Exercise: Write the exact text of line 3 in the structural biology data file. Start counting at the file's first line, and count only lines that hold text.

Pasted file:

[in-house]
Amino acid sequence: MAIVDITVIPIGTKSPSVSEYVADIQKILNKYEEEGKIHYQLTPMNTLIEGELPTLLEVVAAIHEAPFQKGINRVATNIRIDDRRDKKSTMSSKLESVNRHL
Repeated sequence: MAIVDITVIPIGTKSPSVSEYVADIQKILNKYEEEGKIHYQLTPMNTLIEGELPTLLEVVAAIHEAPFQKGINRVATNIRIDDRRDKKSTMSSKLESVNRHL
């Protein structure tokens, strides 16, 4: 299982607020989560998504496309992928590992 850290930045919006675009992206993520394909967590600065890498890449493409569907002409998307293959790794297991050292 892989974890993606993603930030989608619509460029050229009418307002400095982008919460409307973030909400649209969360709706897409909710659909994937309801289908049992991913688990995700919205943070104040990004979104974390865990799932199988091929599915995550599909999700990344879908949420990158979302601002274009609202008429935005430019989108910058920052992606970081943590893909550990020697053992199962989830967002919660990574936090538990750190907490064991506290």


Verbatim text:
Repeated sequence: MAIVDITVIPIGTKSPSVSEYVADIQKILNKYEEEGKIHYQLTPMNTLIEGELPTLLEVVAAIHEAPFQKGINRVATNIRIDDRRDKKSTMSSKLESVNRHL